2014-15 Season Review: Valencia

It was a redemption season for Valencia. Traditionally one of the strongest sides in the League, they’ve sputtered to inconsistent finishes in the past decade. The dark cloud of a [still] unfinished Nou Mestilla hanging over their finances meant that the likes of David Villa, David Silva, Jordi Alba, Roberto Soldado, Juan Bernat and many others had to be sold to keep the club relatively afloat.

Enter Singaporean businessman Peter Lim. Spanish clubs have reason to be skeptical of foreigners. The prospect of foreign ownership, while enticing, hasn’t always bore fruit. Both Malaga and Racing Santander have felt the dark side of such investments. But for Valencia? So far so good.

Nuno Espirito Santo has done a fantastic job not only with his tactics and rotation but he’s instilled the belief in Valencia that they are in fact an elite club. Lead by a strong back line, particularly by Nicolas Otamendi, the fully-bearded Argentine defender who has become the leader of the group, they have frustrated and overrun their opponents in the center of the park. With their aggressive high pressing, Valencia became an exhausting team to play against.

Consistent goal scoring has been hard to come by for Valencia, thus the club relied heavily on a shared workload in that department. Captain Dani Parejo would lead the team in League goals with 12. Alvaro Negredo, their high profile loanee brought in from Manchester City, struggled with injury and to recapture his previous form. He would finish with a mere five League goals from 14 matches, though his holdup play was a vital asset. Paco Alcacer, the young Spain striker, equaled his total of last year with 14 goals and was the club’s overall leading scorer.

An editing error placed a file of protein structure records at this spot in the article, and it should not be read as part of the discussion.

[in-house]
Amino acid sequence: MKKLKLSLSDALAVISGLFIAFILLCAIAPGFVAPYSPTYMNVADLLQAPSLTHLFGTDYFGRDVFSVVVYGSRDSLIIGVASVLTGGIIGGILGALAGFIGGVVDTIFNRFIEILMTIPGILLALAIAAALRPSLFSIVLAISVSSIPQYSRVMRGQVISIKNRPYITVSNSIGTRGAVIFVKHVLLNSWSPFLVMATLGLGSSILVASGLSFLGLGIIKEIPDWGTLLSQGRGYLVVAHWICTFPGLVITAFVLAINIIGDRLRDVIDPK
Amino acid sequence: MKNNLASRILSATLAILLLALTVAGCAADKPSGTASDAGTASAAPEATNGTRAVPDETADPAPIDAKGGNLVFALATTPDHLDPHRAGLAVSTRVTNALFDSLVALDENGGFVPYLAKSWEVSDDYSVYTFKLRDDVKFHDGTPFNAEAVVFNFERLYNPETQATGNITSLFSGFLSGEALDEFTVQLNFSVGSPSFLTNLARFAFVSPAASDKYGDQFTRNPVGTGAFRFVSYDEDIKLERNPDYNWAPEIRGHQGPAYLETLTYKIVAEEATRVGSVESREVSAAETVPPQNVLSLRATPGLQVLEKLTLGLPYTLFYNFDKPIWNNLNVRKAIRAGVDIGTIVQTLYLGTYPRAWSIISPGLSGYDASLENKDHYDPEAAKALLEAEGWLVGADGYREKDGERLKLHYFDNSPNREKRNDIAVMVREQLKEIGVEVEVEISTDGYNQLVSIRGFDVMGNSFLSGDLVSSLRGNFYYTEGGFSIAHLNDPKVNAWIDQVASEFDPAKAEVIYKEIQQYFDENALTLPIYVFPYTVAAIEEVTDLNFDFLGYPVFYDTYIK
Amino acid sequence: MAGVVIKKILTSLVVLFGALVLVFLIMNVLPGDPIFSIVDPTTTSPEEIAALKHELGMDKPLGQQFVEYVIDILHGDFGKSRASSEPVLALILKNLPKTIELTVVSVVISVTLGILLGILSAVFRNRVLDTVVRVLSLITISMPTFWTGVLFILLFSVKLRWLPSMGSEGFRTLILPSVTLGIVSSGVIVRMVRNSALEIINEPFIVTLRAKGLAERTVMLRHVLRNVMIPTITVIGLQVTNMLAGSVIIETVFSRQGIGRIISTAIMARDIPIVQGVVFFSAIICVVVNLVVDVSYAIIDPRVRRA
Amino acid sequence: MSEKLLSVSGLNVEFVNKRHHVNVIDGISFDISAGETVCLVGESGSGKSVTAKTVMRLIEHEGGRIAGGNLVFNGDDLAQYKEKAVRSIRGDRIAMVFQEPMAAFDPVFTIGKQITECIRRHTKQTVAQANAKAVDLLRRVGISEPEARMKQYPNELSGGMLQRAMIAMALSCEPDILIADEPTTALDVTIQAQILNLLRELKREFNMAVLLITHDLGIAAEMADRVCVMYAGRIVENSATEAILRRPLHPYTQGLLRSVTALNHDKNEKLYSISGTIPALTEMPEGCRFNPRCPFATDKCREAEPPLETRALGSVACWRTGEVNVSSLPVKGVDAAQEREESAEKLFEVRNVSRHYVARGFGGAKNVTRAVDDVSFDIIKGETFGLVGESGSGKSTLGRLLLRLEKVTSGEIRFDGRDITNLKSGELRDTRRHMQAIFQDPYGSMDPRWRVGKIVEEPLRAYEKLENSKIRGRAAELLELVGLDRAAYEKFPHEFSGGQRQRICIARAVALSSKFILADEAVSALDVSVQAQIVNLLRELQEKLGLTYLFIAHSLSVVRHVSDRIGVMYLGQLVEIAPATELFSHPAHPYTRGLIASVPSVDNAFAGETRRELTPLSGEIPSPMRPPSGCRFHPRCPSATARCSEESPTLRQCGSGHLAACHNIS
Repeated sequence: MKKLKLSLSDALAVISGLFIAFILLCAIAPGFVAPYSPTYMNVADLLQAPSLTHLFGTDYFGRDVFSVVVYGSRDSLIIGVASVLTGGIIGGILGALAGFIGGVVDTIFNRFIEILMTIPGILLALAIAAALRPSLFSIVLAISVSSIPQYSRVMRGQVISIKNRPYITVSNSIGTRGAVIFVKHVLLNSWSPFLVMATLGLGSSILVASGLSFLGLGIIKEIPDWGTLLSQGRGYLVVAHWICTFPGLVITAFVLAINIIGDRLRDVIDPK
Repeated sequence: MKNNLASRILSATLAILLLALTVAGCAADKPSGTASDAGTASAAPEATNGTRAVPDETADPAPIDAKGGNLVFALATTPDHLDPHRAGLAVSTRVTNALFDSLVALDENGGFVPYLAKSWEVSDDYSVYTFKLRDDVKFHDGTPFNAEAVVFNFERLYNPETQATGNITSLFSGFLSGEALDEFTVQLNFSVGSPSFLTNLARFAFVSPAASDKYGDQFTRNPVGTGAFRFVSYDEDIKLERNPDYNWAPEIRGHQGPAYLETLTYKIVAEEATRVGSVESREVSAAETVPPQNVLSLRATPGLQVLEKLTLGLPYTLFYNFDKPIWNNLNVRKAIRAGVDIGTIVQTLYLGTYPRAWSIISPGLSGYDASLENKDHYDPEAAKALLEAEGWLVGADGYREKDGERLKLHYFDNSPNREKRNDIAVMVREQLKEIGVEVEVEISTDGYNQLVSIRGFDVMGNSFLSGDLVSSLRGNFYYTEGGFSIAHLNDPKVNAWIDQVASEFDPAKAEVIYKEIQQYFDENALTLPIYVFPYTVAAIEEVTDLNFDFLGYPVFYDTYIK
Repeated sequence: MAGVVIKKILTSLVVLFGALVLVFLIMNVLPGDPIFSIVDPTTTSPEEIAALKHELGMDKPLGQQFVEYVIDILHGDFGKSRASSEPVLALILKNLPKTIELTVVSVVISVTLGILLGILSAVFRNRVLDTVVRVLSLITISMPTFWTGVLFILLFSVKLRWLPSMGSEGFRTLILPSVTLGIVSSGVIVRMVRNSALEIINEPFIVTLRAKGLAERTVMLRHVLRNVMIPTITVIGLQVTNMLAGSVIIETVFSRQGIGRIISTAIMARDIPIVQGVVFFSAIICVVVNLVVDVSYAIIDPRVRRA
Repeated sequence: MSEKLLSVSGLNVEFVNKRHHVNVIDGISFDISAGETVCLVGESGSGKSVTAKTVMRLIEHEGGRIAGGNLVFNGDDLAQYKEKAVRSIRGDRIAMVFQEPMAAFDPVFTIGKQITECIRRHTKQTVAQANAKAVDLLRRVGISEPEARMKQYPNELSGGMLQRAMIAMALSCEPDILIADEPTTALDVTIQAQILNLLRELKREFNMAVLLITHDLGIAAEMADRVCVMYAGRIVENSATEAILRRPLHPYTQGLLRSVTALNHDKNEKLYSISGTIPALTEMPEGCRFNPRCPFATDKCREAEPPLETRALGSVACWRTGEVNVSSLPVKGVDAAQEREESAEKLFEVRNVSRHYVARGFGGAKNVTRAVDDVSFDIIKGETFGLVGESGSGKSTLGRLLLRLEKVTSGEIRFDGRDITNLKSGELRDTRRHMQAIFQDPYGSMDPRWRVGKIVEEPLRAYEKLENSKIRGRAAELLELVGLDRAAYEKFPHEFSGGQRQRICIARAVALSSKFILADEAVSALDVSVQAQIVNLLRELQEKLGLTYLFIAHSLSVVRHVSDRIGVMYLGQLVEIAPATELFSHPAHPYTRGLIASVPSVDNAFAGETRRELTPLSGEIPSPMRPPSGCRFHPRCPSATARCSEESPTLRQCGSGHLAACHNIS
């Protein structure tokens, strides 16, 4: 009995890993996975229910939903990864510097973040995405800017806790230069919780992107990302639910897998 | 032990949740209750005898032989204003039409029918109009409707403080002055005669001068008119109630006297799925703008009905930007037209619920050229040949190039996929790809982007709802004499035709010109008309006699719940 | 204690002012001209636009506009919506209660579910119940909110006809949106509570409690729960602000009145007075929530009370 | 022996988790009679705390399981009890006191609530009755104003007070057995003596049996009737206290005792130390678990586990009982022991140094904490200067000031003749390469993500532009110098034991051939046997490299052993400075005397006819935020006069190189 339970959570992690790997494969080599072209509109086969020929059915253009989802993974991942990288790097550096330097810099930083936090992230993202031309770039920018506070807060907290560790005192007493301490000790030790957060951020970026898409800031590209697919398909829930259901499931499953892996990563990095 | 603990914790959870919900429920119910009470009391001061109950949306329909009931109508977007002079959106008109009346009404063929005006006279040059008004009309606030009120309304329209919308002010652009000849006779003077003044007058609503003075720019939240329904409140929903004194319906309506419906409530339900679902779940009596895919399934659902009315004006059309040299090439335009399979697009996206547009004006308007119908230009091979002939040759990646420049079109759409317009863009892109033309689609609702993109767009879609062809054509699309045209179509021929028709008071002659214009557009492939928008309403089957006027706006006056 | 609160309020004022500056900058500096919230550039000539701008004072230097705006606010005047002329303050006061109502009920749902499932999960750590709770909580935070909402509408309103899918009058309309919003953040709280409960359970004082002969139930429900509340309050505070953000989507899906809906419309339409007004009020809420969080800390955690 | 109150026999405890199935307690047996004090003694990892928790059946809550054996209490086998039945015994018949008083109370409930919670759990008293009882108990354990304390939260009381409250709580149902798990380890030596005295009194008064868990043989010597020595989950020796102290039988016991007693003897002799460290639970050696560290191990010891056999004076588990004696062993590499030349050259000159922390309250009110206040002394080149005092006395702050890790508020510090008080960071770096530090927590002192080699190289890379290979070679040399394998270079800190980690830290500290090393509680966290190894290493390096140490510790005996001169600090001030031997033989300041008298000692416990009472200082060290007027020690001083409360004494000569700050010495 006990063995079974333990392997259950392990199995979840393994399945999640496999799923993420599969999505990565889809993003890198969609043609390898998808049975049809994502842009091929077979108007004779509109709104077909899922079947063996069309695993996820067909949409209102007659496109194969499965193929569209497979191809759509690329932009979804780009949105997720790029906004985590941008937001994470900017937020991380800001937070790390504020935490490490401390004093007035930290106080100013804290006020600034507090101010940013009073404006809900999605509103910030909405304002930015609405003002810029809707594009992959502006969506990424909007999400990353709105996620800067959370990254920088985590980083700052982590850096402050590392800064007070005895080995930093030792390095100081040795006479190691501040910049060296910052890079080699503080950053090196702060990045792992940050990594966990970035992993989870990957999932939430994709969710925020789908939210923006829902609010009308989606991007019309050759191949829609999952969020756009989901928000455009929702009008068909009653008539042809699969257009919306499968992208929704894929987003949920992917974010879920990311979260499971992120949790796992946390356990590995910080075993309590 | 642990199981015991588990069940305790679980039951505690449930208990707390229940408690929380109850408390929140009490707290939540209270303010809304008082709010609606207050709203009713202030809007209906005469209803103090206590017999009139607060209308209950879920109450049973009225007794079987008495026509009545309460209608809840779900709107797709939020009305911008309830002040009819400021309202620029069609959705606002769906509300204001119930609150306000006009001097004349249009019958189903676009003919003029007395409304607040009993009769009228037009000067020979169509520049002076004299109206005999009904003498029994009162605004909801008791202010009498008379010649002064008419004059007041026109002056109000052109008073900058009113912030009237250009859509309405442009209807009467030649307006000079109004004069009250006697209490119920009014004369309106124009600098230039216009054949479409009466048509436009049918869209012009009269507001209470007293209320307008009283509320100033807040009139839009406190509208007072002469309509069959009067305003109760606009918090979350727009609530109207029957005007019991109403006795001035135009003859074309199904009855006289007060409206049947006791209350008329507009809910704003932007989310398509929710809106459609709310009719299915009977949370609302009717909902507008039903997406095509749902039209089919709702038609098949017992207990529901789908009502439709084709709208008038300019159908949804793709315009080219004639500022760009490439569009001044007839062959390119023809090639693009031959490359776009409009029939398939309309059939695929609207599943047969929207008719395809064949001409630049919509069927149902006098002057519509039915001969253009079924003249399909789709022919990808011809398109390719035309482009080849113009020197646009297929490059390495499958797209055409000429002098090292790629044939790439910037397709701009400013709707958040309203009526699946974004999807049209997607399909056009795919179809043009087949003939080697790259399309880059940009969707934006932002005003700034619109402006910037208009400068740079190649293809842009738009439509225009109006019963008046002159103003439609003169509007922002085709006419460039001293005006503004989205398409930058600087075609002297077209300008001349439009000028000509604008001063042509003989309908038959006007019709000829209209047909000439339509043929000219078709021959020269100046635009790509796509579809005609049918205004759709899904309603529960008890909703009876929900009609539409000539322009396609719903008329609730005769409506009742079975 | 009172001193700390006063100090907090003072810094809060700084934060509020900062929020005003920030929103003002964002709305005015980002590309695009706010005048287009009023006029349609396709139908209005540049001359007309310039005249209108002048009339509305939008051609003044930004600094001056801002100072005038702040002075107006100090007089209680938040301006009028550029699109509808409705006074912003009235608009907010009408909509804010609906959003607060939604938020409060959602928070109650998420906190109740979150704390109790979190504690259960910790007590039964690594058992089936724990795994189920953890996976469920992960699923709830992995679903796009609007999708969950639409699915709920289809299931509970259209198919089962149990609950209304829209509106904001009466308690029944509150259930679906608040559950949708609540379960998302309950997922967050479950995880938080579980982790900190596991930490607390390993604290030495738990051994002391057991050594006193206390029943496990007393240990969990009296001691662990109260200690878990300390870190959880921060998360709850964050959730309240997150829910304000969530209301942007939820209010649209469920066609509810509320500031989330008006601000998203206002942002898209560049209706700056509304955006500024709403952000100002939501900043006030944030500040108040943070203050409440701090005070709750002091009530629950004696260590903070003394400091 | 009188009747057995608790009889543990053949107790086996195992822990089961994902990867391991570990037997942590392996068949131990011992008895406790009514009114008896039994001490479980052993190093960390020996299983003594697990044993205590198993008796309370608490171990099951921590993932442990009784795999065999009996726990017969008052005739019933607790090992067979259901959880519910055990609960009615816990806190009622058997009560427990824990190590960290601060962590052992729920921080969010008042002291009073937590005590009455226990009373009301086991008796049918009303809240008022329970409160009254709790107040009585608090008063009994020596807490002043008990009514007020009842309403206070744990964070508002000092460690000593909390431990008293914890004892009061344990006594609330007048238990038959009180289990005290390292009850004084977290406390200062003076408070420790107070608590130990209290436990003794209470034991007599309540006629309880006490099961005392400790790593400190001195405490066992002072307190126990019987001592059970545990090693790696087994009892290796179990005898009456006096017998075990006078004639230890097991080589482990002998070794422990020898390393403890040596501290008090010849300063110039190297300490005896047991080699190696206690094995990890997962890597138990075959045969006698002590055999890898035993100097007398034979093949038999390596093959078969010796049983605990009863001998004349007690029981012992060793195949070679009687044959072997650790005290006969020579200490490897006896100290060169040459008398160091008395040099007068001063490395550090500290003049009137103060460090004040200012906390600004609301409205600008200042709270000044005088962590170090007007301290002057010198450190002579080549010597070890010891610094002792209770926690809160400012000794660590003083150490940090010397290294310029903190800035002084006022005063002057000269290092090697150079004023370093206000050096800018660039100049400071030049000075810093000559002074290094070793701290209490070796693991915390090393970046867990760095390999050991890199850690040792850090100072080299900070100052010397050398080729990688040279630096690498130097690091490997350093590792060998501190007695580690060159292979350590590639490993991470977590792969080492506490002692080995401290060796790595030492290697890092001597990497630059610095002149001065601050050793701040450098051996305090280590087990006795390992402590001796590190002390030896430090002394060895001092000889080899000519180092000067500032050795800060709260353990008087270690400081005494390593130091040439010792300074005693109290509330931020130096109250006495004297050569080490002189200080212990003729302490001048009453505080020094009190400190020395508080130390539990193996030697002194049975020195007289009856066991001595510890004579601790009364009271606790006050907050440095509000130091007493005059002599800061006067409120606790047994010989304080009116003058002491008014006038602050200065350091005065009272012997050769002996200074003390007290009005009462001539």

What’s next for Valencia? A lot of it will depend on if they can keep Otamendi or not. His agent is already posturing, claiming that the defender will do “anything to leave Valencia,” and that’s hard to believe as he’s become a symbol for the club’s comeback, not to mention his leadership on the pitch and camaraderie with the squad. That said, even with his massive €50m release clause chances are he could be on the move to a free-spending Manchester United in the summer.

Valencia was a tough matchup for the two giants in the League, in particular Real Madrid. Back in January their 2-1 victory ended Madrid’s 22-game unbeaten run and with only a few weeks left in the campaign the 2-2 tie at Santiago Bernabeu – a game in which Valencia found themselves 2-0 up initially – effectively ended Madrid’s title challenge.

They didn’t fare as well against Barcelona, losing both ties. But their impressive, stifling performance at Mestalla, where Barcelona had to rely on a last minute goal to win the game, further demonstrated their ability to hold their own against Spain’s elite.

Where Valencia fell short was to do with their inconsistency against teams that they should have zero problems with. Losses to Deportivo La Coruna and Malaga and draws with Granada revealed a lack of focus.

Valencia will likely bolster their squad even further now that they hold the enticing prospect of Champions League football again. And for all fans of Spanish football, that’s a good thing.